Opera Review: Carmen

Georges Bizet’s opera “Carmen” is one of the most popular and most frequently performed in the repertoire. Much of the appeal comes from the fact that Bizet was (and is) one of the best composers of melodies. His music is catchy without being corny, at once both beautiful and powerful. Sadly, Bizet died young, leaving behind only a handful of operas, his famous “L’Arlesienne” suite, and the oft-performed Symphony in C. Of these, “Carmen” is the perennial favorite.

Seattle Opera’s decision to perform “Carmen” as the fall opera for 2011 is a safe one – large crowds are guaranteed, for no matter how poorly done, the music is worth the price of admission. Luckily for said crowds, there are many other reasons to attend this production of Carmen.

I saw the Silver Cast in Dress Rehearsal and listened to the first three acts of the Gold Cast Broadcast on the radio, and both times I was captivated by the drama and romanticism the opera presents. From the opening, triumphal strains of the overture to the last dark chords of the evening, I was transported to 19th century Spain and was only too happy to be there.

As the title character, Malgorzata Walewska was weaker than I would have liked. Though her rich mezzo was pleasing to the ear, she lacked the sinuous movements that a true Carmen requires and she frequently looked annoyed onstage, detracting from her performance. Some of the problem may be the fault of the stage director, who made other choices I didn’t like (to be discussed later).

As the love-struck and increasingly violent soldier Don José, Fernando de la Mora gave the most captivating performance of the evening. Though at first he seemed strained, his voice warmed up over the evening and the final act was a true tour de force, helped by his superb acting abilities. Don José, if played incorrectly, comes across as a jerk. De la Mora’s interpretation allowed the audience to sympathize with him and added immensely to the overall performance.

As the “other man” (the bullfighter Escamillo) Michael Todd Simpson seemed to have the proper amount of charisma necessary for the character. Sadly, on the night I saw him he was only marking the role, as he had a mild illness. What I heard was pleasant to listen to – his voice seemed rich enough. I later listened to his performance a few nights later and had a similar impression – his singing is nice enough. But what perplexed me were his musical choices, particularly the notes he chose to hold. They seemed random, strained, and not in sync with the orchestra.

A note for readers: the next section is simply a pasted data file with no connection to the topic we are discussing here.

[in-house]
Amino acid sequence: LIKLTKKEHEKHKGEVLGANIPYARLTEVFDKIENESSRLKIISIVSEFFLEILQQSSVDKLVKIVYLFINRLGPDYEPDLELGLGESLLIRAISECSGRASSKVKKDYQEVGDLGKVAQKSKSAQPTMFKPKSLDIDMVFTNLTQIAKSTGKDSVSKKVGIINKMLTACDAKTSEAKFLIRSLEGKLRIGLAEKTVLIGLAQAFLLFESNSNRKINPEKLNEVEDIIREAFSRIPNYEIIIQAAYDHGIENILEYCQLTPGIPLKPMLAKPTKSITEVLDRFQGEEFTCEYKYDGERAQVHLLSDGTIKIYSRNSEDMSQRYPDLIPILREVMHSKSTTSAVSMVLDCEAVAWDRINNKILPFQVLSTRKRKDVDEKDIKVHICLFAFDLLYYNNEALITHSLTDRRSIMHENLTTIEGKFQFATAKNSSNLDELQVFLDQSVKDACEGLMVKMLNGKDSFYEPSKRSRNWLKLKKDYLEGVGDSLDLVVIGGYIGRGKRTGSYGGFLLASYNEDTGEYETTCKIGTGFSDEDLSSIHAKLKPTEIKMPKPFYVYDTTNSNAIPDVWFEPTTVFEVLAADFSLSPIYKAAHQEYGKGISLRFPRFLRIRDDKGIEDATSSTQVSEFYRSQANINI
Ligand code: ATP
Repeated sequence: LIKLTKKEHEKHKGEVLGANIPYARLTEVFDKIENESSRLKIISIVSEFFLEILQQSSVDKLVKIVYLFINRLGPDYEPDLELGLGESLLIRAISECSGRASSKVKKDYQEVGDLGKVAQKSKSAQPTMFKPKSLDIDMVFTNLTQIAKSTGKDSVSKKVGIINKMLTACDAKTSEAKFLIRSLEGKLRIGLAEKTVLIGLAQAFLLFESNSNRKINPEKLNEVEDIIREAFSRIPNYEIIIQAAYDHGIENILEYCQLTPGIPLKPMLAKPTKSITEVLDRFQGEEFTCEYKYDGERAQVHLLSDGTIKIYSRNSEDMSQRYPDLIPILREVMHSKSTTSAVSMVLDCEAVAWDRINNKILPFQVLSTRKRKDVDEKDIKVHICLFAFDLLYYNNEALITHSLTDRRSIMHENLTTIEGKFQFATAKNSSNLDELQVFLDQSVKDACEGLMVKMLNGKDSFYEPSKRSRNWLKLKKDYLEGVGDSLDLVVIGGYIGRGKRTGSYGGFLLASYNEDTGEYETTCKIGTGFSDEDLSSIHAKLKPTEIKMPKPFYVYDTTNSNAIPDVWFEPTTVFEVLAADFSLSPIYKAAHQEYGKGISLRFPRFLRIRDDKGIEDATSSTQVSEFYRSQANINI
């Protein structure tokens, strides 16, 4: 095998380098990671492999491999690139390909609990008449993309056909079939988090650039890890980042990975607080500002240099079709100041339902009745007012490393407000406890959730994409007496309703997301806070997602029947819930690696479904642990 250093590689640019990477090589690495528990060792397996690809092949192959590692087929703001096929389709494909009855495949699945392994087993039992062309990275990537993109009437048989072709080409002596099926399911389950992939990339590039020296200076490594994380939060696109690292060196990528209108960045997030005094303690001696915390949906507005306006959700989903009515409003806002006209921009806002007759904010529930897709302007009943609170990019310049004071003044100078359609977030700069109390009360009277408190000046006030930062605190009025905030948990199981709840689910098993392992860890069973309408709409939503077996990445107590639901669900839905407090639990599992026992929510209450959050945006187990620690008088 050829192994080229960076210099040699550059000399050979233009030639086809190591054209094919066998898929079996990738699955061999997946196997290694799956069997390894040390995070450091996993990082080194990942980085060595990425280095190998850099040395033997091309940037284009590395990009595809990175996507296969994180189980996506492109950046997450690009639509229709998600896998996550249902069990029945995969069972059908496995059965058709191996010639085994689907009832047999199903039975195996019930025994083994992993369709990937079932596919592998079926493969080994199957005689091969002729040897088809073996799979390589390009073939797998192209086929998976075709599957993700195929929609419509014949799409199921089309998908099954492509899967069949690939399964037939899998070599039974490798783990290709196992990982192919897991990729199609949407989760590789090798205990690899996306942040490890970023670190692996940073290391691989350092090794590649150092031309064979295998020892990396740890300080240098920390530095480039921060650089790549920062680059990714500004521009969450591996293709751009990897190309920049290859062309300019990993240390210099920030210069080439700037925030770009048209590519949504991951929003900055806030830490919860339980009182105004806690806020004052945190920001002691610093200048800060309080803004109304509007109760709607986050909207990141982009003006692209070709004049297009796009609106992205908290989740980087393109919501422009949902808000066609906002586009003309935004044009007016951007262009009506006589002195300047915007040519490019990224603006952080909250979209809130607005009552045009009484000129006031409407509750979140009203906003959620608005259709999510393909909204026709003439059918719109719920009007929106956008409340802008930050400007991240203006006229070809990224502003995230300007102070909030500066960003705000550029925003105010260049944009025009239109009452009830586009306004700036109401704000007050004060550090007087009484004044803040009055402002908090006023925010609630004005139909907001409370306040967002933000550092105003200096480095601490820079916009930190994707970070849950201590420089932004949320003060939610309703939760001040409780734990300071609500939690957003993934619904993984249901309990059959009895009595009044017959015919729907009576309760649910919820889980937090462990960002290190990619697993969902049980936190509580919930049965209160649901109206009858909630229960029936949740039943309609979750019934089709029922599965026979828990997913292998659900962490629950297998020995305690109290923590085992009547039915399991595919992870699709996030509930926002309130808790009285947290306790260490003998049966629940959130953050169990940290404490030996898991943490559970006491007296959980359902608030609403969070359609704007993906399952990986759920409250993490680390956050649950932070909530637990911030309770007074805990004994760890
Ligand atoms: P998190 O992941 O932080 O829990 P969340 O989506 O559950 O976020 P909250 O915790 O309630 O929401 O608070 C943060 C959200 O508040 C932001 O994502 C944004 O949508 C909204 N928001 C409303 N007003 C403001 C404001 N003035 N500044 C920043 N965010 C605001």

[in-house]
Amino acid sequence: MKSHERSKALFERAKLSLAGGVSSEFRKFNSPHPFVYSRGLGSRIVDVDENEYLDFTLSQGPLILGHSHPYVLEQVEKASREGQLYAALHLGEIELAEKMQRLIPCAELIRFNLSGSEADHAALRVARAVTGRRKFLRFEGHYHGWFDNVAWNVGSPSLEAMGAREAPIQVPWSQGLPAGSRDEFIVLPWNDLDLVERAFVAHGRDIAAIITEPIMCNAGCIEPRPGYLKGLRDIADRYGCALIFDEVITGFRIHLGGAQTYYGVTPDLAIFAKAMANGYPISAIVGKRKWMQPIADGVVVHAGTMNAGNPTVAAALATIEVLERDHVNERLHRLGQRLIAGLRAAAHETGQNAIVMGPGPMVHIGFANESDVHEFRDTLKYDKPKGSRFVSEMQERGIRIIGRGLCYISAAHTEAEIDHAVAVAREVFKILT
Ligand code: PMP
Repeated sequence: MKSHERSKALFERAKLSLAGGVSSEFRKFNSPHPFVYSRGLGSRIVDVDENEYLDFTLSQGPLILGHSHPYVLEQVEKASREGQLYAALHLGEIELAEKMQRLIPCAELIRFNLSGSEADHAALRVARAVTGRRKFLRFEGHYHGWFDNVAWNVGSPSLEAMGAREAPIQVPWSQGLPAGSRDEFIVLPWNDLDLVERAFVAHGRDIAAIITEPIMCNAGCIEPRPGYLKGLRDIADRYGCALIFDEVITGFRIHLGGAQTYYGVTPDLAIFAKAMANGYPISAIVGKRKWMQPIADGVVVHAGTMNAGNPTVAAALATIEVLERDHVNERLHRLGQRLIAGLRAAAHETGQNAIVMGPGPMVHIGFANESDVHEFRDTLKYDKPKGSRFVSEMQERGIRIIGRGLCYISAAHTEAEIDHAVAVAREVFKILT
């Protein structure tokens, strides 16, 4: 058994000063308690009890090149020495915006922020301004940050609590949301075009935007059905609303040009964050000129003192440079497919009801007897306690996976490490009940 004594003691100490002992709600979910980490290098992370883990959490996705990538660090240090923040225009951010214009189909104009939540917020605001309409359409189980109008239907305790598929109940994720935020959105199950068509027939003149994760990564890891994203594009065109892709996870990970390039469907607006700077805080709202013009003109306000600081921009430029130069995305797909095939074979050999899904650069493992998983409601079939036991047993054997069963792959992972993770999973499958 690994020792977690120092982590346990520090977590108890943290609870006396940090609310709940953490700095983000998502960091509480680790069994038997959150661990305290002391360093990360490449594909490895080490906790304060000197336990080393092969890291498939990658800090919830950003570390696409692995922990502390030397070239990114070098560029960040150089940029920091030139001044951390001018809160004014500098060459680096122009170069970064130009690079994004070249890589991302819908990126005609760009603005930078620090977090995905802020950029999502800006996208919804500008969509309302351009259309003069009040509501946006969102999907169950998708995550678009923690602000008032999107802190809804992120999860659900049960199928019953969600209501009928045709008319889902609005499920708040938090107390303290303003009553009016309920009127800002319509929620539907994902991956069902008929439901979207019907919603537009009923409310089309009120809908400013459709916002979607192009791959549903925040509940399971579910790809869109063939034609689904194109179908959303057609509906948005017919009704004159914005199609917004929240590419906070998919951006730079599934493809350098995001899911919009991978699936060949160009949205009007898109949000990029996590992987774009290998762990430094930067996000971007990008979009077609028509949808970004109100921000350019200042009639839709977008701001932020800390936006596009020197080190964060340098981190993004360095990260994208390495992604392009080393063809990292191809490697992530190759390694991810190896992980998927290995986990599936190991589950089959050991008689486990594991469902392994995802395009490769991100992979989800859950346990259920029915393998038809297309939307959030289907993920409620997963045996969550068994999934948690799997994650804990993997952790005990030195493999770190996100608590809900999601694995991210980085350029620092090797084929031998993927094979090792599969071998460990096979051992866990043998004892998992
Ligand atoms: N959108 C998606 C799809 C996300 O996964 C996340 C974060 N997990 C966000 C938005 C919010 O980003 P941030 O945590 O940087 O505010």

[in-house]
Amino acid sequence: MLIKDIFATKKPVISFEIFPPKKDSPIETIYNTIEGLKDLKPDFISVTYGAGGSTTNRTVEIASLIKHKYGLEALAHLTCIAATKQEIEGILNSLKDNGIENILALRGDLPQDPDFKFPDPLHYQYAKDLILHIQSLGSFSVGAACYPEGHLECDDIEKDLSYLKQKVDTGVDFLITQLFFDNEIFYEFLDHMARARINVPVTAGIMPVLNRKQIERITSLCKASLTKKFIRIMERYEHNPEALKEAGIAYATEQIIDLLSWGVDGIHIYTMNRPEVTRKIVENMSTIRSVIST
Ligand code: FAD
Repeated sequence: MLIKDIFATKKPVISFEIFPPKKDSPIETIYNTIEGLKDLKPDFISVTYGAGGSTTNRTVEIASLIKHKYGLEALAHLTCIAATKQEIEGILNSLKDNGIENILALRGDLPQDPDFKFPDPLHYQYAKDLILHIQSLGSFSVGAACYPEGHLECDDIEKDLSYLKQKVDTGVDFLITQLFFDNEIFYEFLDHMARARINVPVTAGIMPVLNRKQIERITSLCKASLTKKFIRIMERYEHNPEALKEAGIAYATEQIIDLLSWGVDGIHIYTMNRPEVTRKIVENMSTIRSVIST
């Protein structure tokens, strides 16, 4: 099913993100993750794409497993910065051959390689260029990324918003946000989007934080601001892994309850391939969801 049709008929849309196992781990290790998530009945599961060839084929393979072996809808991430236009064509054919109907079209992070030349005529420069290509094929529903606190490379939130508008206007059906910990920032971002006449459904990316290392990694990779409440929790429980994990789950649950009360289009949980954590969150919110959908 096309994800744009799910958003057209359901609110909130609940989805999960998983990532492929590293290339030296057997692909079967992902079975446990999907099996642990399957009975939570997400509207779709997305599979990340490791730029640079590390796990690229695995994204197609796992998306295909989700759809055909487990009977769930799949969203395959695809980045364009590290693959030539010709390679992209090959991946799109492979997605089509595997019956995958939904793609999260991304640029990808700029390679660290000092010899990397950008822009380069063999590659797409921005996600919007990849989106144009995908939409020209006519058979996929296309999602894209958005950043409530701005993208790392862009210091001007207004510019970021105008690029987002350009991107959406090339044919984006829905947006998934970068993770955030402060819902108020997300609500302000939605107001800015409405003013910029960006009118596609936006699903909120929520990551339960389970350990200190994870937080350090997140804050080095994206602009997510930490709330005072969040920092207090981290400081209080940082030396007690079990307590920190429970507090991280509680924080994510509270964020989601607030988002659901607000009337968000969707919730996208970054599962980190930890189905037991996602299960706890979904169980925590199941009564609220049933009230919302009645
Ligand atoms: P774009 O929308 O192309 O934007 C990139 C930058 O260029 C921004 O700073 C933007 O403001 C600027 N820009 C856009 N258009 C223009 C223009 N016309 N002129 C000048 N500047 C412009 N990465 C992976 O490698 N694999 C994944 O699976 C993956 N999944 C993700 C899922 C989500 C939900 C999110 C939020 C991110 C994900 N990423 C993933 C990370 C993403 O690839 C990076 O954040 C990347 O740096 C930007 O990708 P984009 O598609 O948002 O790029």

Finally, as the innocent country girl Micaëla, Caitlin Lynch gave a truly lovely performance. Her voice was sweet and pure and the emotional resonance captivated me (especially during “Je dis que rien ne m’épouvante”)

My problems with the opera were mainly technical:

  • I objected to the unnecessary violence at the end of Act II when the minor character of Zuniga (the excellent Donovan Singletary) was shot. This is not in the libretto and takes away from the central storyline.
  • The sets were a little dull, though they were at least accurate to the period. The set for the last act worked best for me, while the others (especially Act III) lacked imagination. However, I did enjoy reading the “graffiti” on the walls of the cigarette factory in Act I.
  • Micaëla’s costume in Act I was horrible – she is supposed to be a young girl and was dressed like a middle-aged matron. Caitlin Lynch is not particularly old, so the blame for this rests solely on the costume designer. On the other hand, the rest of the costumes were phenomenal, especially those in Act IV. I especially enjoyed watching as Carmen’s costumes grew redder as the story went by.
  • The ballet at the beginning of Act IV was distracting, though the short ballet during the overture was a nice touch of foreshadowing.
  • The castanet playing!!!! Oh my goodness, it was truly awful! Both the Gold and Silver cast Carmens could not play them during the aria “Près des ramparts de Seville” and this was distracting. It would have been so much easier and more effective to have had a percussionist in the pit play castanets while Carmen mimed it.

Despite these minor annoyances, I repeat that I enjoyed myself greatly – it was nice to escape the rain of Seattle and spend some time in sun-drenched Seville.

“Carmen” has left the Seattle Opera, but you can get a little of that sunny feeling by listening to CD‘s and watching DVD‘s provided by the Seattle Public Library.

Evan, Teen Advisory Group
Northeast Branch

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